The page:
McClymont says the success of it proved that the organization could prevail, and the symphony resolved to complete the entire season digitally. For some shows, they allowed 100 socially distanced audience members to fill a Kravis Center hall that typically holds more than 2,100.

The symphony also committed to paying performers a stipend to create educational videos for students. The organization’s normal fundraisers had to move online; instead of the annual Holly Jolly Symphony Fête, for example, it hosted a series of six TV concerts, some of which ran in prime time.

For a show in January, McClymont recalls having viewers tune in from 20 states and multiple countries. People joined the chat window from as far away as Colombia. “Reflecting back on it, we had an incredible year,” McClymont says. “Sometimes you have to walk out on the plank, and we really did.”

Tabitha Meeks remembers performing a show on St. Patrick’s Day in 2020 and ending it by thanking the audience for coming out in a pandemic. She laughed, the audience laughed, and now, looking back on it, she cringes. “We had no idea at that moment how serious it was going to become,” Meeks says.

Mona Lisa Tribe

At the time, her band, Mona Lisa Tribe, was on a decidedly upward trajectory. They’d formed in 2017 as a female-fronted folk band full of guitar, mandolin, tambourine, and harmonious gospel-inspired lyrics. When the pandemic hit, they’d been planning a move to Nashville, but when they got there, live music was shutting down.

Instead of gigging full-time, Meeks and the band switched to recording, laying down five original songs in the summer of 2020. “We definitely didn’t let it go to waste,” Meeks says of their time in lockdown. “We released them as singles throughout the summer and ended up getting more than 60,000 plays, which ended up being awesome for us.”

They recorded five more songs in November, and now with live shows back on the table, Mona Lisa Tribe is on a hometown tour in Florida to perform their new songs live—a tour that began with a show at the Arts Garage in May. At that show, Meeks says, “I saw faces of people who constantly came to our shows in South Florida and supported us, and they came back after a year to support us again. To see people, after COVID and everything, it was special.”

Similarly, many Palm Beach County bands that had previously made a living almost exclusively from live shows found themselves recording for the first time ever or even livestreaming—a business model nobody knew existed.

Back in the height of the pandemic, Sierra Fitzhugh, who’s responsible for the melodic bluesy guitar and lead vocals behind Sierra Lane, found herself replacing her regular gigs with livestream performances. On a whim, she put her Venmo account on the videos, and she was glad to see money begin appearing in her account. The most she got was $45, but she says it helped her through those darkest moments. “It connected me to the outside world when nobody could go outside,” she recalls. “It kind of kept me sane [while] being stuck inside.”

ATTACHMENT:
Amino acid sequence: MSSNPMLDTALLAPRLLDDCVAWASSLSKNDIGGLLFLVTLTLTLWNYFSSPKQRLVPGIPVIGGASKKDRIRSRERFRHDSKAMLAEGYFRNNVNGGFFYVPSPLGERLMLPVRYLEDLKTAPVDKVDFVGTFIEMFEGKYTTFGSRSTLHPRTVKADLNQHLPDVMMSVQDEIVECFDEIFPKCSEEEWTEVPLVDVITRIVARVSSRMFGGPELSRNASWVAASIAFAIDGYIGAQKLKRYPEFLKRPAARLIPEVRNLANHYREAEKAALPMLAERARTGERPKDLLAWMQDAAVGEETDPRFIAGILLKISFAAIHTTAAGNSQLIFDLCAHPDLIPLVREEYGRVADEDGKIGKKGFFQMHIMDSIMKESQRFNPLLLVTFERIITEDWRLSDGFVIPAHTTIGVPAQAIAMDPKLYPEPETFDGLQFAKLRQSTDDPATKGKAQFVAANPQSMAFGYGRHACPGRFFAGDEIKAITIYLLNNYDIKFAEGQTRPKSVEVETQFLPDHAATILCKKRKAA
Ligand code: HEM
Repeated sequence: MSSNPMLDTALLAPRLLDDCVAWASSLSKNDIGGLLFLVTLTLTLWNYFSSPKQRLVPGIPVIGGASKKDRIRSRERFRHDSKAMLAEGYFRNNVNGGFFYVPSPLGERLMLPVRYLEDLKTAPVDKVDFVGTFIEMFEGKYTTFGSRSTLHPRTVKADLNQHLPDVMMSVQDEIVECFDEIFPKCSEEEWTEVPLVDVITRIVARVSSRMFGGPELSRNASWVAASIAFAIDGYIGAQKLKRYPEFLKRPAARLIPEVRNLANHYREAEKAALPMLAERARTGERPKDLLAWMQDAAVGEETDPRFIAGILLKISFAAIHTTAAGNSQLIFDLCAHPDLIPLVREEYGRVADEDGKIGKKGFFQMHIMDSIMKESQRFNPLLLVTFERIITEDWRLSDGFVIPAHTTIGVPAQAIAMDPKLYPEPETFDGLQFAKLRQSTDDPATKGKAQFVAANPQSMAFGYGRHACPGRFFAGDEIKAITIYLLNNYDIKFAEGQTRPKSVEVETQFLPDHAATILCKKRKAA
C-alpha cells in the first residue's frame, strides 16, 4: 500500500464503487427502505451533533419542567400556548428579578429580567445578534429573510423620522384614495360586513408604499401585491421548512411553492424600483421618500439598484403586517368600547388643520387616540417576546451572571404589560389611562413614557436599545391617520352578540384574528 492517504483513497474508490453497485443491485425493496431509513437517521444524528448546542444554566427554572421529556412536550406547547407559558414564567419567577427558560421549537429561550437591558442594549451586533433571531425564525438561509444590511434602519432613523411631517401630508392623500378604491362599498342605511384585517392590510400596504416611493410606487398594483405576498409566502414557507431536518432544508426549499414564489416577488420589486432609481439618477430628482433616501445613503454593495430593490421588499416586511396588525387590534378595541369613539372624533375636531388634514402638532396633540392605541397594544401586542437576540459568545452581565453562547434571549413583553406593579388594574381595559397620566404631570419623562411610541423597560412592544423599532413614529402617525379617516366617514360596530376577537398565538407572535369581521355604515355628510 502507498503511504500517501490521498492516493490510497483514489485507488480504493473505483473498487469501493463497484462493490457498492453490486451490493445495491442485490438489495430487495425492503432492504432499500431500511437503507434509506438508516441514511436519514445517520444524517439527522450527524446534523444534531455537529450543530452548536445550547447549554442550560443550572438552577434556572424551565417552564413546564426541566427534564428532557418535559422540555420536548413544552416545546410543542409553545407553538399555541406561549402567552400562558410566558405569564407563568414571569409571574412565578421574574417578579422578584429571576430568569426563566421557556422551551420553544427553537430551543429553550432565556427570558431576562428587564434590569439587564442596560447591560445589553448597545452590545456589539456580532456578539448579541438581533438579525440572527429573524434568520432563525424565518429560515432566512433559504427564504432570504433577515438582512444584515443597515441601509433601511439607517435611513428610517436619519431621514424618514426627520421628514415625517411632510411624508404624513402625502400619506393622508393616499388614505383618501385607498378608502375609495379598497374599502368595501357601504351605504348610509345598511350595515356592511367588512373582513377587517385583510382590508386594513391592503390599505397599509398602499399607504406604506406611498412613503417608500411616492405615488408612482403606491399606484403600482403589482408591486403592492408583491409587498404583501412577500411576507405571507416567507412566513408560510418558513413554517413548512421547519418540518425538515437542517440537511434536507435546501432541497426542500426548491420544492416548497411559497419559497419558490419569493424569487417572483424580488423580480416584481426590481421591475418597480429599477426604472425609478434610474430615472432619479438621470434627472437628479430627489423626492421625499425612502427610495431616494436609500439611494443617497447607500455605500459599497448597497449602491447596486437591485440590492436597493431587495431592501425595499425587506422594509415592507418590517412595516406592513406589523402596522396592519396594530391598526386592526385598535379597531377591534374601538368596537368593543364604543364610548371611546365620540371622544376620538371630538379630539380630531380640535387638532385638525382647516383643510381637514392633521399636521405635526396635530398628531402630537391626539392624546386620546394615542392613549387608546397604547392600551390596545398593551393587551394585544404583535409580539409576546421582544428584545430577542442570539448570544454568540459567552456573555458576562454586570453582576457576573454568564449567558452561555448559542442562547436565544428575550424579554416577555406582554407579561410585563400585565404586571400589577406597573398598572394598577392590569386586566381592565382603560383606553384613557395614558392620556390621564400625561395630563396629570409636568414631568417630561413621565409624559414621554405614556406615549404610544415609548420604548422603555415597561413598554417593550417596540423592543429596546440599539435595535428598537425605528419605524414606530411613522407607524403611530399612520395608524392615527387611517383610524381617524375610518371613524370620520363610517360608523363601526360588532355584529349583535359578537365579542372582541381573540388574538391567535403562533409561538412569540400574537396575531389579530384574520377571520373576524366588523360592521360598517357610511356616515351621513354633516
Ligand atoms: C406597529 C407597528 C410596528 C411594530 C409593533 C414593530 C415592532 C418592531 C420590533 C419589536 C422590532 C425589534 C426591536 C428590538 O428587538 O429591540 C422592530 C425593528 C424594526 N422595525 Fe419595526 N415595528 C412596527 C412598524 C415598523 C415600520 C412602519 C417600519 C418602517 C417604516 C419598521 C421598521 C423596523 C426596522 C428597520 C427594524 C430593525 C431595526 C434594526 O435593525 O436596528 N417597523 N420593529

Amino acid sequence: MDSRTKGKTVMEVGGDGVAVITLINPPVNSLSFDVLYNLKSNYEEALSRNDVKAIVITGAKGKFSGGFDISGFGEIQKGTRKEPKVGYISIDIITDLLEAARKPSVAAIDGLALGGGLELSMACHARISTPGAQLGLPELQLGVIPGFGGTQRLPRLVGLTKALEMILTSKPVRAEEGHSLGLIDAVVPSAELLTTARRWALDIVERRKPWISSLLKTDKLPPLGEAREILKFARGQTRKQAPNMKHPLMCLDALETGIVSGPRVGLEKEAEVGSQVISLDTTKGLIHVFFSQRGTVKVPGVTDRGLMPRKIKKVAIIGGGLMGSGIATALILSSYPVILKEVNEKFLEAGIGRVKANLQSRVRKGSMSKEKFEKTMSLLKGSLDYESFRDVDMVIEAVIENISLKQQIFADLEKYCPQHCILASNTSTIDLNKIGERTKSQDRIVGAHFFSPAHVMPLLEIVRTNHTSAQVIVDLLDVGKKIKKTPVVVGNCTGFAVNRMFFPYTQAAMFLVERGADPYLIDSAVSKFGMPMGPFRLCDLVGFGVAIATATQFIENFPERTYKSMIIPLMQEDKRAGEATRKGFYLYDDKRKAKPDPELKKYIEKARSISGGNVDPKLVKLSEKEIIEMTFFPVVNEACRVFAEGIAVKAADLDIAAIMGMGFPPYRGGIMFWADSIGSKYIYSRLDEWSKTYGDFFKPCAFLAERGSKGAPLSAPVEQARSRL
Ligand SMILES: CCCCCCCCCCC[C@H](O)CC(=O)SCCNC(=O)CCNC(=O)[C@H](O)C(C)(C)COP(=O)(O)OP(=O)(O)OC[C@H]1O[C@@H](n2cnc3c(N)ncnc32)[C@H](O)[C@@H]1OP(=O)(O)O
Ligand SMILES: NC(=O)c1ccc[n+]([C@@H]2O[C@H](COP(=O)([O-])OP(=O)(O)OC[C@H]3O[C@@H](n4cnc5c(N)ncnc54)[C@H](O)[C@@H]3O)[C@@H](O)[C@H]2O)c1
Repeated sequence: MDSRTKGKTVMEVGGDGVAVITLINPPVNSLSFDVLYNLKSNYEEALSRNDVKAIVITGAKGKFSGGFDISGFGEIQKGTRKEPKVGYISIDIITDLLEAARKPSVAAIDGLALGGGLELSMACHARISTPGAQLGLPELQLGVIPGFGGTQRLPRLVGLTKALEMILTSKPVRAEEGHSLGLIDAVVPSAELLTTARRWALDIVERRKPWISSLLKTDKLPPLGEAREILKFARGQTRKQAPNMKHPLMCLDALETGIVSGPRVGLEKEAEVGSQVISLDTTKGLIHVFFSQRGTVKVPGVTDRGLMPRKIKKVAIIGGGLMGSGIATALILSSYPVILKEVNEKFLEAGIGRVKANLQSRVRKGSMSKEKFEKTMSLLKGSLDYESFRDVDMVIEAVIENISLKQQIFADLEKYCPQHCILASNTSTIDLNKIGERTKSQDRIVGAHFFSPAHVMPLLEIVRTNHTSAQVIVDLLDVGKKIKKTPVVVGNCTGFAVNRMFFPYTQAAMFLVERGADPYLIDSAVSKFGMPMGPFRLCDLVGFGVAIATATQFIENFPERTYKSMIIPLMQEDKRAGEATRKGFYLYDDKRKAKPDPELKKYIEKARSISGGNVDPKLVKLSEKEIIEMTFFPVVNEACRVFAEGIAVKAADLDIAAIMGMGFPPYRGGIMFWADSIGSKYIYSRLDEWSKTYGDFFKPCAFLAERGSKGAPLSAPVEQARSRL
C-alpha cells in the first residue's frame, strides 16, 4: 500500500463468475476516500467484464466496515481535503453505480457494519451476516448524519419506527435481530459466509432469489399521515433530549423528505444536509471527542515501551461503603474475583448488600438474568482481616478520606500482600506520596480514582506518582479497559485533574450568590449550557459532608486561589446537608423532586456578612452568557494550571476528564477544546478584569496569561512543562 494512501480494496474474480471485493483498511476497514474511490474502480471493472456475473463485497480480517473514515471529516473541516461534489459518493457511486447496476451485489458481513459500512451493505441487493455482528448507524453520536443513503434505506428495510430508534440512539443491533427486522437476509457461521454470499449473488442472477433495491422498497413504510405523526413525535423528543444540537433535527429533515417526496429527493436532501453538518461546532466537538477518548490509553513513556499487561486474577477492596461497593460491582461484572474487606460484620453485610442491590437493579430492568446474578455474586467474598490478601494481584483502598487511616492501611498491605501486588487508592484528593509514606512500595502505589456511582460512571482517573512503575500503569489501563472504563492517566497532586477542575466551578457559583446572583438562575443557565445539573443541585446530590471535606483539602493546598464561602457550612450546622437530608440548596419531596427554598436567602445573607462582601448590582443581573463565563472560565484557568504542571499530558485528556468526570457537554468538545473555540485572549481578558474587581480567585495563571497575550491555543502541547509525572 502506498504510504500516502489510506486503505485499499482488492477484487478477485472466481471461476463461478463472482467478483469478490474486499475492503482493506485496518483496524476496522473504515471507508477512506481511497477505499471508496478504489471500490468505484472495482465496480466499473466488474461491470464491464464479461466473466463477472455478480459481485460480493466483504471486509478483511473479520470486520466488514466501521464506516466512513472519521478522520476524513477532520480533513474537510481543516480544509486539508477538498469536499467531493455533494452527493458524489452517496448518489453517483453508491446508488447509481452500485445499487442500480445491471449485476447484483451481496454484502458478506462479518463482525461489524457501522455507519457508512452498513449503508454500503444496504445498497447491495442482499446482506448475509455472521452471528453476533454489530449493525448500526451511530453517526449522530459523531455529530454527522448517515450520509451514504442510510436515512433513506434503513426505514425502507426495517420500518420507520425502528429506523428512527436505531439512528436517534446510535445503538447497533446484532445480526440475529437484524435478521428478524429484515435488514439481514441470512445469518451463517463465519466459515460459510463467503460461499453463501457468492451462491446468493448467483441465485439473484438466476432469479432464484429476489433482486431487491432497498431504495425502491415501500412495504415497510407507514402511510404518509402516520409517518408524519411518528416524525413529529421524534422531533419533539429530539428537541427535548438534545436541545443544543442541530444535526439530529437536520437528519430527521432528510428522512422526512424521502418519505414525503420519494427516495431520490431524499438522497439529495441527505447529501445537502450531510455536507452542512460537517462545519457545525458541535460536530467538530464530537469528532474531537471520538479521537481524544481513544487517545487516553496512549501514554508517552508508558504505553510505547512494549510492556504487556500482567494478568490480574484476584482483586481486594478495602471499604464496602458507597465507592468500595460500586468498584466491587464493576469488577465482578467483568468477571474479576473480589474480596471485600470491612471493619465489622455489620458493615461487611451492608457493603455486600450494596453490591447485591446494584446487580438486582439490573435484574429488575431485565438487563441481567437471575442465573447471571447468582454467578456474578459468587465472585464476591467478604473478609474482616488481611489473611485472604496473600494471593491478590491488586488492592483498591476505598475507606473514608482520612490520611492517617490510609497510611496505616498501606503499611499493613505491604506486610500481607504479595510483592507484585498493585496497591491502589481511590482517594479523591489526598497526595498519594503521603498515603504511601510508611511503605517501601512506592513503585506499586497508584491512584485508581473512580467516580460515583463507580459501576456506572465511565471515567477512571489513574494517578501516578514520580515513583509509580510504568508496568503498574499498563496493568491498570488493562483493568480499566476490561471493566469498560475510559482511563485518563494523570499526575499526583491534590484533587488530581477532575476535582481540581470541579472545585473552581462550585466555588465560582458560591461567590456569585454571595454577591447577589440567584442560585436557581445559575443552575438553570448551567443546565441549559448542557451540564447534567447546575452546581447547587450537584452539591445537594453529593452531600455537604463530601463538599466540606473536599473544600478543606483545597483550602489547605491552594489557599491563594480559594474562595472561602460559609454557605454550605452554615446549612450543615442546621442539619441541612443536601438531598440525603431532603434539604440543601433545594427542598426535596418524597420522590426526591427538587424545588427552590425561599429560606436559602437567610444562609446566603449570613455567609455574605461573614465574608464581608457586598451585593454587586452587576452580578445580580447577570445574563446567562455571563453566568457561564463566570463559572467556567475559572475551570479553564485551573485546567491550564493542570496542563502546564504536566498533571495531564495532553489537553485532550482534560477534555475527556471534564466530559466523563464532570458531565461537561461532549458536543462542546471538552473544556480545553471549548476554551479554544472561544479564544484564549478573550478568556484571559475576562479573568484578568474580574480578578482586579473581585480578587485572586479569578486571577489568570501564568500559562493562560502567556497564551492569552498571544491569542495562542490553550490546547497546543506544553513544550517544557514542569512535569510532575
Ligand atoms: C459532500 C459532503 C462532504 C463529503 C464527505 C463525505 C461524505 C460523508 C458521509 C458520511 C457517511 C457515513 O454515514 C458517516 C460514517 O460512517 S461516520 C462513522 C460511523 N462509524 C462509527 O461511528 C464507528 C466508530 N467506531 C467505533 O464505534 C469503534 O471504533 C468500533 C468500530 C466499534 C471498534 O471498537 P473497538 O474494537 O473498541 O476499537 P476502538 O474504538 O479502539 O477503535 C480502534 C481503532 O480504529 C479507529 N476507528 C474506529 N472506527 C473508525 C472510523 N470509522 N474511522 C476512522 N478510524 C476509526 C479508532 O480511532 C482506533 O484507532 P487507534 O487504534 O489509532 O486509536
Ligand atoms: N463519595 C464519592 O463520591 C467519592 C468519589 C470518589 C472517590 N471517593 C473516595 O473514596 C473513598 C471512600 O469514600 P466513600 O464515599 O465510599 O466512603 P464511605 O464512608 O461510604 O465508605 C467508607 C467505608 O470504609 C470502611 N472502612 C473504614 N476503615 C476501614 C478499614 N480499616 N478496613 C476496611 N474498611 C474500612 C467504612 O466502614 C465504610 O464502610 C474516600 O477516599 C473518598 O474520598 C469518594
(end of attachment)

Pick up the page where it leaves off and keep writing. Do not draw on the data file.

Sierra Lane

At 19 years old, Fitzhugh was at the very start of her musical career when the pandemic struck. She returned to live shows in May, quickly booking four to five shows a week, and she says she sees something new in the crowds these days—a renewed energy and passion for live music. “A lot of people are more grateful for live music now, because it’s like a you-don’t-know-what-you-have-until-it’s-gone kind of thing,” she says.

As for Pitts, while his day job is still vocals and guitar for Surfer Blood, he says the lockdown showed him how much he enjoyed recording music for others. “I’ve always been very hands-on with the technical stuff, so this is right up my alley,” he says. In the past year, Shade Tree Studio recorded LPs for up-and-coming bands like American Sigh and Soul Particles.

For his band, though, livestreaming performances just couldn’t replace touring. “It’s just not the same playing for a camera on a tripod,” Pitts says. As things returned to normal for live music, Pitts says the band began planning a tour in California, and even though he still gets that nervous energy before a show, he was looking forward to the return of live performances. “There’s nothing like playing for an audience and getting that energy back from a crowd.”

Bonus: Music Videos

Surfer Blood

Floating Vibes, Surfer Blood, part of NoonChorus online concert, August 2020:

Treehouse Session (various songs), Surfer Blood, September 2020:

Dessert Island, Surfer Blood, Carefree Theatre studio session, December 2020:

Mona Lisa Tribe

Cover of Helplessly Hoping by Crosby, Stills, Nash, and Young, Mona Lisa Tribe (Izzy Linder, Caroline Schrope, Erin DaCruz, Tabitha Meeks), April 2020:

Sierra Lane

Cover of I Will Survive by Gloria Gaynor, Sierra Lane and The Crazy Bunch, April 2020:

Cover of August by Flipturn, Sierra Lane, August 2020:

Someone Else, Sierra Lane, July 2021:

Palm Beach Symphony

Maurice Ravel’s Mother Goose Suite, Palm Beach Symphony, livestreamed from the Kravis Center for the Performing Arts, May 2021 (click to view)